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Agents fire tear gas into Mexico
Innocent families say they are caught in the crossfire

SAN DIEGO - Border Patrol agents are firing tear gas and powerful pepper-spray weapons across the border into Mexico to repel what the agency said are an increasing number of attacks by assailants hurling rocks, bottles and bricks.

The counteroffensive has drawn complaints that innocent families are being caught in the crossfire.

'A neighbor shouted, 'Stop it! There are children living here,' said Esther Arias Medina, 41, who on Wednesday fled her Tijuana, Mexico, shanty with her 3-week-old grandson after the infant began coughing from smoke that seeped through the walls.

A helmeted agent on the U.S. side said nothing as he stood with a rifle on top of a 10-foot border fence next to the three-room home that Arias shares with six others.

'We don't deserve this,' Arias said. 'The people who live here don't throw rocks. Those are people who come from the outside, but we're paying the price.'

Witnesses in Arias' hardscrabble neighborhood described eight attacks since August that involved tear gas or pepper spray, some that forced residents to evacuate.

The Border Patrol said its agents have been attacked nearly 1,000 times during a one-year period.

The agency's top official in San Diego, Mike Fisher, said agents are taking action because Mexican authorities have been slow to respond. When an attack happens, he said, American authorities often wait hours for them to come, and help usually never arrives.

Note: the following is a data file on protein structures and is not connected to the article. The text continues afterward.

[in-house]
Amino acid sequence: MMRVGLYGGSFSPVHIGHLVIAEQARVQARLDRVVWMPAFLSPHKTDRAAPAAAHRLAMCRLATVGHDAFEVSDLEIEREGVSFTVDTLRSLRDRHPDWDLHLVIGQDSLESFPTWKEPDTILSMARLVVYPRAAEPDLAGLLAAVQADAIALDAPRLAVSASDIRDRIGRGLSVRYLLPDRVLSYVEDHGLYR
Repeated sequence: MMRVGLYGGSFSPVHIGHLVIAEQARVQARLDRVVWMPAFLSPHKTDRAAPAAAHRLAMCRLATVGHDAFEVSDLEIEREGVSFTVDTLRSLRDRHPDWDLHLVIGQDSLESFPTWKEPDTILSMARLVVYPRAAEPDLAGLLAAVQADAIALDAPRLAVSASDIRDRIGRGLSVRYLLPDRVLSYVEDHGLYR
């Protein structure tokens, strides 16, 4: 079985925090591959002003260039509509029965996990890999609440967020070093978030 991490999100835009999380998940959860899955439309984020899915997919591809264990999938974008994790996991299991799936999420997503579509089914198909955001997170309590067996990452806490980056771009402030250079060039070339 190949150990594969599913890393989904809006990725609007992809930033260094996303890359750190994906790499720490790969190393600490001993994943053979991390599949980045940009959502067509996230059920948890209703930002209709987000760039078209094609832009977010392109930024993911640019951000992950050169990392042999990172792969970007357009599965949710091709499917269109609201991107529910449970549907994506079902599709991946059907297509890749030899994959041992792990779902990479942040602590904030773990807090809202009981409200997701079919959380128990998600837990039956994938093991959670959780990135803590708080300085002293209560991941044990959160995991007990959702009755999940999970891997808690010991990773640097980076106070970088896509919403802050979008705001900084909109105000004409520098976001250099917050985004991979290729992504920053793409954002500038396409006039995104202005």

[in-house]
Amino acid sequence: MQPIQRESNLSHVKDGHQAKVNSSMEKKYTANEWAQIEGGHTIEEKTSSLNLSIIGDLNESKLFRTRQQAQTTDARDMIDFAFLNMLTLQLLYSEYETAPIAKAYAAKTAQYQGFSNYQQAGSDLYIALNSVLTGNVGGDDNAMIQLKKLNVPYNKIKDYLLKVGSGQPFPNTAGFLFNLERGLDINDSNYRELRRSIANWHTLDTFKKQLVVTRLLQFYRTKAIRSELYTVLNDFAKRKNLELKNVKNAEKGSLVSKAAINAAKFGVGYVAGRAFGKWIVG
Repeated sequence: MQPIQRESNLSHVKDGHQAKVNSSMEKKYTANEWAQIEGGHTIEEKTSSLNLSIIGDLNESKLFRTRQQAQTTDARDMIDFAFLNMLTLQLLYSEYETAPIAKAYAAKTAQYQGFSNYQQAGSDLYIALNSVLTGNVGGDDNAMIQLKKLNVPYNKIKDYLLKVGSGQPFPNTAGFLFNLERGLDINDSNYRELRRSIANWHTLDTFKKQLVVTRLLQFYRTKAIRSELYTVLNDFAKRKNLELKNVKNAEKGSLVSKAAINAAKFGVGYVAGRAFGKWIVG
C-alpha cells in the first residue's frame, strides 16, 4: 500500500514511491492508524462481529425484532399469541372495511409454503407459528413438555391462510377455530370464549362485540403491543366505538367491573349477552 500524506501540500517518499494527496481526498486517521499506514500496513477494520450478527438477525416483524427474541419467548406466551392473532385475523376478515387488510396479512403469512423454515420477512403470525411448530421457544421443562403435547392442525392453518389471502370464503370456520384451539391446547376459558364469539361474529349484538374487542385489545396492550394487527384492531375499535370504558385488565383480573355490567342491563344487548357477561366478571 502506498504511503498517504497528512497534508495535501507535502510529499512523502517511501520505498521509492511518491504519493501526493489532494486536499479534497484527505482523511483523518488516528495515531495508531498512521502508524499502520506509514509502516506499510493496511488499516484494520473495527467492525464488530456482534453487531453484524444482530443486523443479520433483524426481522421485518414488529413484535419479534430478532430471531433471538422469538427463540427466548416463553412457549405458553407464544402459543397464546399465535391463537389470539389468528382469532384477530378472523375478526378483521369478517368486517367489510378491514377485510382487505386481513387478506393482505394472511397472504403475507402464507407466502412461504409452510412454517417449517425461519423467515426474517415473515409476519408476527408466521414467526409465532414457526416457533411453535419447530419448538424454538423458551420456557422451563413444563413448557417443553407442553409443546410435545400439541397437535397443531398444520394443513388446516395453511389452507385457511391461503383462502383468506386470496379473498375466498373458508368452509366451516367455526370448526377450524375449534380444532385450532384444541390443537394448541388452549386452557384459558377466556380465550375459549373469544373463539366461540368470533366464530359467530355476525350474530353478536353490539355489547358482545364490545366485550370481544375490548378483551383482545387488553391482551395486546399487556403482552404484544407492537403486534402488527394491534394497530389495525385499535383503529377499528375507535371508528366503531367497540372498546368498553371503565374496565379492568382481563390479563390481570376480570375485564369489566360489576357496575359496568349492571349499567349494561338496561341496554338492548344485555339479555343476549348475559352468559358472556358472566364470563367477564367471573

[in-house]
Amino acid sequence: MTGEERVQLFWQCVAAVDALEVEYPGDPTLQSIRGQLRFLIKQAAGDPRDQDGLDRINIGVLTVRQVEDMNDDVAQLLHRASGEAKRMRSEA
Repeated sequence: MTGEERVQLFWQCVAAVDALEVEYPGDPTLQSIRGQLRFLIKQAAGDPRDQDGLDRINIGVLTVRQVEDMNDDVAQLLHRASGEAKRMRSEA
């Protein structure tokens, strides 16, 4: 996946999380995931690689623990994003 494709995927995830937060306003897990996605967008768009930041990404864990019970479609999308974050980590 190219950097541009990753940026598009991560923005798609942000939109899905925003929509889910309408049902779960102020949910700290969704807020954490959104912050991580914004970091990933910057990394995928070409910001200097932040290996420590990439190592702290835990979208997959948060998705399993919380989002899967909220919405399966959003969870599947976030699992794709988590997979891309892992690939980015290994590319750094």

'We have been taking steps to ensure that our agents are safe,' Fisher said.

Mexico's acting consul general in San Diego, Ricardo Pineda, has insisted that U.S. authorities stop firing onto Mexican soil. He met with Border Patrol officials last month after the agency fired tear gas into Mexico. The agency defended that counterattack, saying agents were being hit with a hail of ball bearings from slingshots in Mexico.

U.S. officials said the violence indicates that smugglers are growing more desperate as stepped-up security makes it harder to sneak across the border. The assailants try to distract agents long enough to let people dash in the United States.

The head of a union representing Border Patrol employees said the violence also results from the decision to put agents right up against the border, a departure from the early 1990s when they waited farther back to make arrests.

'When you get that close to the fence, your agents are sitting ducks,' said T.J. Bonner, president of the National Border Patrol Council.

Border Patrol agents were attacked 987 times along the U.S.-Mexico border during the 12-month period that ended Sept. 30, the agency said. That's up 31 percent from 752 attacks a year earlier, and it's the highest number since the agency began recording attacks in the late 1990s.

About two-thirds of the attacks were with rocks. Many of the rest involved physical assaults, such as illegal immigrants getting into fist fights with guards.

About one of every four attacks occurred in San Diego, and most of those happened along a heavily fortified, 10-mile stretch of the border starting at the Pacific Ocean.

Agent Joseph Ralph estimated he has been struck by rocks 20 times since joining the Border Patrol in 1987, once fracturing a shoulder blade. 'You find yourself trying to take cover,' he said.